before that chirpy voice greets me, I feel I
already know more than anyone has a right to know
about Toyah Willcox .
I know she was so certain
she didn't want children that she was sterilised
20 years ago. I know she has one of showbiz's
more unconventional marriages, husband, guitarist
Robert Fripp living and working in the US while
her home - where the couple meet up periodically
- is in Worcestershire.
I know she had a facelift
in 2004, because she wrote a book about it. And I
know she has a tense relationship with her mother
because Willcox tells us so among the home truths
in a frank online diary.
accepted years ago that if her life is an open
book, no one need go digging to find any secret
"I don't get pestered
by the press. I don't have problems with the
paparazzi. There just haven't been any problems
because honesty is disarming."
Now she wants to bare her
soul about something else - the topic of women
growing old. "I feel very strongly that no
one talks about the journey a woman makes from
the age of 48 to 60. It's a mammoth
journey," says Willcox, who is 49 tomorrow.
"In Inuit culture, it is the most powerful
part of a woman's life. In western culture, it is
deemed as the hag, the termagant. But it is
phenomenally exciting and challenging.
"In the west, the
menopause is seen as some horrendous illness, but
it's there for a reason. Women become infertile
physically, but mentally I believe we become more
fertile. I'm fascinated about that. I've never
felt more ready to sit down and write than at
So why, if she is so
comfortable with the passing years, did Toyah
undergo a facelift after her 2003 stint in the
I'm A Celebrity jungle drew catty comments about
her haggard appearance?
"I had the facelift
to look well," she replies. "I was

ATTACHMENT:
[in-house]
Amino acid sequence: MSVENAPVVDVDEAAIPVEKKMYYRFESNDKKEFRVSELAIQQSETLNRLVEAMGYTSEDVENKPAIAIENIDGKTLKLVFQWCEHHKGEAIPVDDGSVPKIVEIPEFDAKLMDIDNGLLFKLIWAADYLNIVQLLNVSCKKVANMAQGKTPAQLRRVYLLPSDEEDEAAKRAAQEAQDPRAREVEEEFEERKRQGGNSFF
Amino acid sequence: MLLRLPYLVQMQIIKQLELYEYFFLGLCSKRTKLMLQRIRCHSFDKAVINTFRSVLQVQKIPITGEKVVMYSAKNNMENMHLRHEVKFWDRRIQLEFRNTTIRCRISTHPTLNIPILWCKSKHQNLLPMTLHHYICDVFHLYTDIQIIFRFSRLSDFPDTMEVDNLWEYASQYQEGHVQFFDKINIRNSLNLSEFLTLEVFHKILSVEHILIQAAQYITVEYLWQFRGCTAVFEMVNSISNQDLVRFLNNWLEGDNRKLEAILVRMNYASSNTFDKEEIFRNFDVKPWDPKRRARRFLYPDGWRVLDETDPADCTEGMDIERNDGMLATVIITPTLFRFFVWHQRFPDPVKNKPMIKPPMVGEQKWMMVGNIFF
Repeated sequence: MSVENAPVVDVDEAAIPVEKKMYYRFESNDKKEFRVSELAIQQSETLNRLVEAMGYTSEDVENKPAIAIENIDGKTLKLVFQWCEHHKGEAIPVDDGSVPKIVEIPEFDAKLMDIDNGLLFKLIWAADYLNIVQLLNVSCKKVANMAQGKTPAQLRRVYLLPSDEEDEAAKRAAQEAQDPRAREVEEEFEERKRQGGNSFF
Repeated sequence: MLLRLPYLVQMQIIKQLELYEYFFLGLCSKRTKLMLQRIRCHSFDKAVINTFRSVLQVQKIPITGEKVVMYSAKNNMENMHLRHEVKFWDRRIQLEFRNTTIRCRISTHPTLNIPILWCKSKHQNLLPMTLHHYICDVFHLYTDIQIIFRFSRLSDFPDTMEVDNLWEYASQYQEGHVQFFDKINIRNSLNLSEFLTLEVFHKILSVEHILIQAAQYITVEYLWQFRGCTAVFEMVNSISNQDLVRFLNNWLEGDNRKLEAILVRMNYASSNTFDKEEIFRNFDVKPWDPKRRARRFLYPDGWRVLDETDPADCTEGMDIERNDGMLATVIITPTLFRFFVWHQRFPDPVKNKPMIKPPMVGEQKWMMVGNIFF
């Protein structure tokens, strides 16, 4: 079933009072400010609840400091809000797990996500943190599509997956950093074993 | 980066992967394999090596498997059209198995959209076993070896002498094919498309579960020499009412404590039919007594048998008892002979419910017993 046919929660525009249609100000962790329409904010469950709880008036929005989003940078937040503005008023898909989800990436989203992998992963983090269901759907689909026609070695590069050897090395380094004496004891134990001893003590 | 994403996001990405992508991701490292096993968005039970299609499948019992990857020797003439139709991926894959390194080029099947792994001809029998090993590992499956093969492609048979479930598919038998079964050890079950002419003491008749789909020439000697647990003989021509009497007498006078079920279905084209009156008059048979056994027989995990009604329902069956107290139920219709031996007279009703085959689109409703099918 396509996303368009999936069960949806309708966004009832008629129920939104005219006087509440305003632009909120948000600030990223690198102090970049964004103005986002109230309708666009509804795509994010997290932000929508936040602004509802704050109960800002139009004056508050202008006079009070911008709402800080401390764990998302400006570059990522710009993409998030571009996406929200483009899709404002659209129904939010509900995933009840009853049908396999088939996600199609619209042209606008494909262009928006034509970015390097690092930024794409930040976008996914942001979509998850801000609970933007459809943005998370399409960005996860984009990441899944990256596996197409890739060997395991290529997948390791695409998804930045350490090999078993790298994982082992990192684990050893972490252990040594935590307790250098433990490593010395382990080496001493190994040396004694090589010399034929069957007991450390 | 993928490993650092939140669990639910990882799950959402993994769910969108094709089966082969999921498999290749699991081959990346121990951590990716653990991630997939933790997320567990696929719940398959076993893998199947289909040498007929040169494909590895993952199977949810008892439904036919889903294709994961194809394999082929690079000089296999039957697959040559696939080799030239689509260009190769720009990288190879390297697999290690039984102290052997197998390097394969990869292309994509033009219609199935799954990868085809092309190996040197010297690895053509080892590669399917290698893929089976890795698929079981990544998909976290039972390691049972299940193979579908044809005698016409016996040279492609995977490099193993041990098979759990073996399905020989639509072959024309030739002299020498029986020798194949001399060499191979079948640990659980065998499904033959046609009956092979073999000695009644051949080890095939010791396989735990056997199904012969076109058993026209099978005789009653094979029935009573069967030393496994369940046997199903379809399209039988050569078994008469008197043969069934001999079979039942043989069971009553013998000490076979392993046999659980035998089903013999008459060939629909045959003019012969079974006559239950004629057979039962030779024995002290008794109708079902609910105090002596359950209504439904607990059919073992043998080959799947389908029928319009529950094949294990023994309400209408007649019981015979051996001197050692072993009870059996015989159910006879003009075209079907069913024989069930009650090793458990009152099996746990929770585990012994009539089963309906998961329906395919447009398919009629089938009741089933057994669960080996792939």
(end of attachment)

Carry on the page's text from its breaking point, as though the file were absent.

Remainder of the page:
incredibly healthy, but I was looking as if I was
terminally ill. I didn't want people looking at
me for the rest of my life asking if I was OK. My
surgery was purely to freshen me up." So, it
is no surprise to hear her say that the best time
of her life is right now.
"I love my life. I
have a fantastic time. I'm unbelievably wealthy,
I work every day and my work is an absolute
joy," she says.
At the same time as
seizing the day, though, she is also happy to
wallow in nostalgia with yet another 1980s tour,
which will put her on stage at Tatton Park, with
the likes of Bananarama and Belinda Carlisle on
"Yes, it's shameless
nostalgia. For me, it is not a dirty word,"
she says. "We are playing music that people
went to school to, had their first crushes to,
possibly their first marriage to."
It is 30 years since
Birmingham-born Willcox first hove into public
view in Derek Jarman's acclaimed punk movie
Jubilee. A part in the quintessential mod movie
Quadrophenia followed, then a string of pop hits
through the Eighties.
But her CV also runs from
Shakespeare to the Teletubbies, Songs Of Praise
to TV's Good Sex Guide. She is turning to writing
more recently, not just songs but also a book
currently with publishers and a TV drama
"I'm not an
intellectual snob. I treat everything with equal
enthusiasm. I never think I shouldn't have done a
job. Everything has a beneficial
So, what was the
beneficial side of I'm A Celebrity?
"Apart from the £1m
it made me, it led to the four scripts a week and
the average of four TV programmes a month I get
offered," she says.
At her busiest, Willcox
claims to work 20-hour days, and is constantly
turning down projects, particularly reality TV
shows and anything to do with lifestyle and
"I say no to 70 per
cent of what I'm offered. I'm planning for the
next 10 years. If it is something I really can't
get into - shopping, designer handbags or shoes -
I'm just not interested.
"I don't shop; I have
someone that sends me stuff. I don't wear high
heels. It's just not part of my life. I don't
have time to shop.
"I run a property
business in the south of France. I have a game
show business. I am writing scripts now and doing
Gates for the Here and Now
show at Tatton Park open at 4pm, while the
concert begins at 7.30pm. Tickets are £29 (with
£2 discounts for groups of ten or more. Under
fives go free). To book tickets call 0870 060
1768 or click here for the Halle show on July 28
show and here for the Here and Now July 29
Manchester Evening News
17th May 2007